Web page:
Ronday Rousey is it, guys. Ronda Rousey is the UFC’s next big star, their biggest discovery since Brock Lesnar and the fighter who will be able to bridge the gap between mainstream entertainment and with hardcore fans. These are the talking points that we’ve been hearing since the UFC absorbed Strikeforce into itself, much like Majin Buu in Dragon Ball could absorb organisms into his bulbous pink stomach, but honestly, these talking points about Rousey seem to be crumbling to pieces now that Rousey is given a lot of face time with the cameras.
Ronda Rousey has been preparing for the worst, even leaving the country for when The Ultimate Fighter 18 began airing to avoid the inevitable beating that she was going to take in the press so that she could properly prepare for her upcoming fight with Miesha Tate at UFC 168. Of course you can’t run away from the marvels of reality television, where just like the season where Ken Shamrock and Tito Ortiz were coaches, the tables were turned and the heel became the face, and the face the heel. Everyone went into this season expecting to hate Miesha Tate and rally around Ronda Rousey, yet after all is said and done, many feel that Rousey came off poorly in the show (be it creative editing or whatever she might claim now), so one would think that doing some press for the upcoming fight that she’d maybe try to do some damage control.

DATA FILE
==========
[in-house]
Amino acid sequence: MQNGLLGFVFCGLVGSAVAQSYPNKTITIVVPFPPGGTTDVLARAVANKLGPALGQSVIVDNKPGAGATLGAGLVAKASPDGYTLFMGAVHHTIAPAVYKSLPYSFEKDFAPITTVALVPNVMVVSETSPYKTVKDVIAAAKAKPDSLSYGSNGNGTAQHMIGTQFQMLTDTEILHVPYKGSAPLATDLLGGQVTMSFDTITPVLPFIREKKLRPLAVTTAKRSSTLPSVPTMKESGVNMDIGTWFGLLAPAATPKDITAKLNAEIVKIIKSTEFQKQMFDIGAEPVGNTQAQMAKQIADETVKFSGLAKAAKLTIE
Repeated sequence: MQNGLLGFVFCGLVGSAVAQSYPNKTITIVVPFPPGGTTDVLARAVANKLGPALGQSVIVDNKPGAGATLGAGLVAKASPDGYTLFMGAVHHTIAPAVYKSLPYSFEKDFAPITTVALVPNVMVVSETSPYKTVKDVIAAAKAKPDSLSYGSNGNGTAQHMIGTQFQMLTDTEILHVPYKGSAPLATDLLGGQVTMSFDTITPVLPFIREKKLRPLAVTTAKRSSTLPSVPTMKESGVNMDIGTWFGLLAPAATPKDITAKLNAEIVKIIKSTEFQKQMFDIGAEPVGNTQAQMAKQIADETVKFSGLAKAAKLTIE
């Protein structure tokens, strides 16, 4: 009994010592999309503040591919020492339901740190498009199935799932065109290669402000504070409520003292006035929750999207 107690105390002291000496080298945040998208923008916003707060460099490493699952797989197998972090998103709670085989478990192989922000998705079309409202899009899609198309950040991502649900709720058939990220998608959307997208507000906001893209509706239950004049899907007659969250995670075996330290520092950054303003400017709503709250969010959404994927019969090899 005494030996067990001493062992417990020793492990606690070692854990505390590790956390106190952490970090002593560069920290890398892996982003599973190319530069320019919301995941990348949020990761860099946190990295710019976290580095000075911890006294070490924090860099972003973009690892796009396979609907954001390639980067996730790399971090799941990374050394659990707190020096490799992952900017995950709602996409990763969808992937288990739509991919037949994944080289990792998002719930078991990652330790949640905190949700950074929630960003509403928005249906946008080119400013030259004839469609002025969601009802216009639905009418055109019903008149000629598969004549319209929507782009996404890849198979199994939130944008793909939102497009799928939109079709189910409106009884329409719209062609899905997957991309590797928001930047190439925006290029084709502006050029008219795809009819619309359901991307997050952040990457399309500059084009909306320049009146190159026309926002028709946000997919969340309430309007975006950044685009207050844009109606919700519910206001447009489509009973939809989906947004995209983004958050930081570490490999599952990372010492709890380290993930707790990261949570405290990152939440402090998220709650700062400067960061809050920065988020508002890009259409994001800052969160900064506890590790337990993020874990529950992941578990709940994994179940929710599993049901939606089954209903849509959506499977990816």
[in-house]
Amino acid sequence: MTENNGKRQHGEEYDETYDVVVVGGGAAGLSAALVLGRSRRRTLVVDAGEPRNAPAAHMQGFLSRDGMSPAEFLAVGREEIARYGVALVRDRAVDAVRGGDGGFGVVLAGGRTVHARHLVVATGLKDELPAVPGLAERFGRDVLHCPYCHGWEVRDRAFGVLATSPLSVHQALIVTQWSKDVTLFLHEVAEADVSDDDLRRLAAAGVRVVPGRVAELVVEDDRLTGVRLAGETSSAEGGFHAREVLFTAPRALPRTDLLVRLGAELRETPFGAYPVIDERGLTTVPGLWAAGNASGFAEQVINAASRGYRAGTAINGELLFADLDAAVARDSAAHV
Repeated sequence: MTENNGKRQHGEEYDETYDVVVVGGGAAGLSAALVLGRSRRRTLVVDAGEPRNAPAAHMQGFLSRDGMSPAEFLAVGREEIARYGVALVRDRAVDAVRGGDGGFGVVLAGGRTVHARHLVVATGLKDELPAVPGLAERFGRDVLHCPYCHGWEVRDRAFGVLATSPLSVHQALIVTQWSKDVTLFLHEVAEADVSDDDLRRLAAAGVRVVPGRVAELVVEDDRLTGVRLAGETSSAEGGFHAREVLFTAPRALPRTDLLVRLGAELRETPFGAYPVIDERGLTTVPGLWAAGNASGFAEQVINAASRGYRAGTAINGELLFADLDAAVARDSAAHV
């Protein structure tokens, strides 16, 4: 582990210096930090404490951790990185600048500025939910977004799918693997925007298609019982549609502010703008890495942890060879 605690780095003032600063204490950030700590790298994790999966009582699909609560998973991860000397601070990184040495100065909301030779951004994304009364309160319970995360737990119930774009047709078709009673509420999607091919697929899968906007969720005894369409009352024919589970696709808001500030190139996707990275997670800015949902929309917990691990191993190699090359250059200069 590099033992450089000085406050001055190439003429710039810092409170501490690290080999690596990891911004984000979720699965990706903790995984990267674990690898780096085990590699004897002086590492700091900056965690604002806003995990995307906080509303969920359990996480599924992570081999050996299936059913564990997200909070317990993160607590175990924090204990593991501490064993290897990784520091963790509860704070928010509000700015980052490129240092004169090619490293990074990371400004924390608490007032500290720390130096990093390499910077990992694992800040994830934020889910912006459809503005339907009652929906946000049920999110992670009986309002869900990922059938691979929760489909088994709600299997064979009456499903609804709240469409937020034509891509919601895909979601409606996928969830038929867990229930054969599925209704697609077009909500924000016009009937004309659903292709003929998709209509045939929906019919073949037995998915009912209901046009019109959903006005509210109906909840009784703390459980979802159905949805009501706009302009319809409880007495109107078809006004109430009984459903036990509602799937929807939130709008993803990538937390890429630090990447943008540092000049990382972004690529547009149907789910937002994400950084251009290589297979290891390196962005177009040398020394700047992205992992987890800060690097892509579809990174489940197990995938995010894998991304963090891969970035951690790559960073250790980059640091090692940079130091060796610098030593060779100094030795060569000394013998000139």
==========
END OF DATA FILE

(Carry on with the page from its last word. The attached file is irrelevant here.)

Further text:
Those people would be wrong.
Instead, Ronda Rousey appeared on camera a number of times tonight and came off as rude, despondent and disinterested in fulfilling her media obligations all while Miesha Tate came across as an affable, supportive coach to the fighters on her team and that she was prepared to once again fight Rousey. While I’m all for professional entertainers and athletes expressing themselves and being true to themselves, for the UFC this is nothing short of a disaster for them. Rousey has been their centerpiece for a while now, their new, big breakthrough star that they’d get to build up themselves (unlike Lesnar who was a star in a previous entertainment brand), coming without the baggage.
It couldn’t be any further from the truth as Ronda Rousey seems completely disinterested in “playing ball” and trying to fix her public image. I’m sympathetic of her point to an extent; yes, reality television is heavily edited to be dramatic and past seasons of The Ultimate Fighter that weren’t heavily edited to be dramatic were heavily panned for being too drab, but then again, you don’t sign on to do a reality television series and then give the producers golden material to work with and make you look bad. It just seems like common sense to me; if you didn’t want them to paint you as a rude, condescending person, don’t give them ammunition. Then, if you were unhappy with that portrayal, why go on live television and live up to this “character” from the television series that fans have grown to despise?
If the UFC was looking for a bubbly, cute and fun girl who could double as a bad ass while handling all of the pressures of media obligations maybe Ronda Rousey wasn’t the right person for the job. Then again, that is what she signed up for, isn’t it?